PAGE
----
We tested effects of community evolution on primary productivity in 48 different plant communities of 1, 2, 4 or 8 grassland species growin within the Jena Experiment. We found that productivity was increased if communities were assembled from plants that had previously been growing together for 8 years compared with communities assembled from plants without a common history. The observed positive effect of community evolution on productivity was independent of the presence of co-selected soil organisms but restricted to low diversity; mixtures of 8 species were not affected. We conclude that to preserve well-functioning ecosystems we need to protect interacting species in a community context. This research was published in Ecology Letters.
Link to the publication

In a second paper we wanted to find out whether community evolution (a history of co-occurrence) also increased stability and resilience in these same communities in the Jena Experiment. We therefore assessed stability during the unperturbed period and also resistance, resilience and recovery in response to a natural flooding event. We found that community evolution increased temporal stability of community funtioning (i.e. community biomass), in particular after the flood. Evolution also increased resilience and recovery, but not resistance. This research has been published in Ecology.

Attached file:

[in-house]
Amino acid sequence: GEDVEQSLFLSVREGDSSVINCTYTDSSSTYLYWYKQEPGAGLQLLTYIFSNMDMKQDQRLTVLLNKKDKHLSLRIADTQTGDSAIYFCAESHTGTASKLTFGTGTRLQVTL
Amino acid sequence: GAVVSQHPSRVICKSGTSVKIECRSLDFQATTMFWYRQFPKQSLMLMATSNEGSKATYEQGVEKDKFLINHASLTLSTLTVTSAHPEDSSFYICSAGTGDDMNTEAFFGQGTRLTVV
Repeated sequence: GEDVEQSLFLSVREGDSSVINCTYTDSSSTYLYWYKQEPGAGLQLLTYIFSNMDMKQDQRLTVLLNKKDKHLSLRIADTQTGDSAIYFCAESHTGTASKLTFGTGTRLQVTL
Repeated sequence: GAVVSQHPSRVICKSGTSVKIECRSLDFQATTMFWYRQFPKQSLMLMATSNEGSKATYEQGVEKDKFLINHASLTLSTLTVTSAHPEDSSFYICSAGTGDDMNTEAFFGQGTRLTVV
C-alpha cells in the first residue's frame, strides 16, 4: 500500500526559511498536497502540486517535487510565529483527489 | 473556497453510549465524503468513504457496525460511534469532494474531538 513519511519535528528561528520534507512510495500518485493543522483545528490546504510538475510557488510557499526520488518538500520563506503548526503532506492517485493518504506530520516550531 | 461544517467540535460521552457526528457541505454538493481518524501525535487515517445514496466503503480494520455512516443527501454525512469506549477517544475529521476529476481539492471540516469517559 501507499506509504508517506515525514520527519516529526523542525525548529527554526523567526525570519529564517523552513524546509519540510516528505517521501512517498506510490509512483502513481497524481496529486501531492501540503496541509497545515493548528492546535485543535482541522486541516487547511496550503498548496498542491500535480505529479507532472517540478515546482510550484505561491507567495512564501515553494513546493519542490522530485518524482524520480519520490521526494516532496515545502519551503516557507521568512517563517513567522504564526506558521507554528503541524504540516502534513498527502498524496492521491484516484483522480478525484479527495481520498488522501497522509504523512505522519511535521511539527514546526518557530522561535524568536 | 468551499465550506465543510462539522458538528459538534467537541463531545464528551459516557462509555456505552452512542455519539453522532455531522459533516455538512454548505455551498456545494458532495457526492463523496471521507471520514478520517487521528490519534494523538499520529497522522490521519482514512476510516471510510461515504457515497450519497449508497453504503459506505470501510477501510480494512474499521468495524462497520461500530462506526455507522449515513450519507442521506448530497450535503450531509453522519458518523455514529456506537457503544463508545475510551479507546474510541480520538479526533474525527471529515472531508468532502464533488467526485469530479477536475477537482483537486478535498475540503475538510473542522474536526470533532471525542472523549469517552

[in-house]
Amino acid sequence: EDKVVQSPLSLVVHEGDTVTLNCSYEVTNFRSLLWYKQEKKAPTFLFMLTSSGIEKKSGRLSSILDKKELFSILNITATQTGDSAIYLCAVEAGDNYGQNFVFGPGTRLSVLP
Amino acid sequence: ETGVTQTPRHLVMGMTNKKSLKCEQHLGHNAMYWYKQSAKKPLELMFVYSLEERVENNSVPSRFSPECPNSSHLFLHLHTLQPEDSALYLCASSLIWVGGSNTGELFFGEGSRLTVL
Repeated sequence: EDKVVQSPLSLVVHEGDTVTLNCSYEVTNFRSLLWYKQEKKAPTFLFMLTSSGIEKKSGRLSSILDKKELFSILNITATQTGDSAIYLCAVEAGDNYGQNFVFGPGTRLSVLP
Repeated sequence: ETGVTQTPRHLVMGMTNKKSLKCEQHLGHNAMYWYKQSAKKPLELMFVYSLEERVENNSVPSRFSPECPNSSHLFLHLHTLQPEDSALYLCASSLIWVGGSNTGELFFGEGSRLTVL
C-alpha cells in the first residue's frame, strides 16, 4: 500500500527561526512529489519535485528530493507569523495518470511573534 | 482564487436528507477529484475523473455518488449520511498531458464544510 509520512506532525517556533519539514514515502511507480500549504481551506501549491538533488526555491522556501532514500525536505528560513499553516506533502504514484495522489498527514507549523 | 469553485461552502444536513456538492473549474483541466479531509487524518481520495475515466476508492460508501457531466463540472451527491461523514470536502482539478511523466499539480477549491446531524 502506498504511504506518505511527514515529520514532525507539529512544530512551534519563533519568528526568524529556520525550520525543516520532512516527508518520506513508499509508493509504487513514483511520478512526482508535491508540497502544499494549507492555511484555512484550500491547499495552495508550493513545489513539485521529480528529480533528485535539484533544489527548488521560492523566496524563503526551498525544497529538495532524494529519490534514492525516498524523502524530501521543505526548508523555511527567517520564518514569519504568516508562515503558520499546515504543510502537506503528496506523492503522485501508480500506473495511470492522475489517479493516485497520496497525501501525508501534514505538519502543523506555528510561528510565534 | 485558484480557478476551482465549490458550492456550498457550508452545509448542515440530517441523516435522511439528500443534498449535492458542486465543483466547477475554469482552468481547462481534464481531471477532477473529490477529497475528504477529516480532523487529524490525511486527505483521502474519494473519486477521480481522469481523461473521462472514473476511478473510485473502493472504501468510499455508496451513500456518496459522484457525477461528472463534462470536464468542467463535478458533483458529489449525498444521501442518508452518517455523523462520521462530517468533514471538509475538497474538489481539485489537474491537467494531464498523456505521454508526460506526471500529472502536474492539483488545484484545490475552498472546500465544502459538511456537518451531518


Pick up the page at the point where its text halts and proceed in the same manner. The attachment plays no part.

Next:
Link to the publication Please email me if you would like a pdf of the published papers.

Selection in Response to Plant Community Diversity

Greenhouse Experiment

Previously it was shown that differential selection in monoculture and mixed species grassland communities could lead to the rapid emergence of monoculture and mixture phenotypes (Zuppinger-Dingley et al, 2014).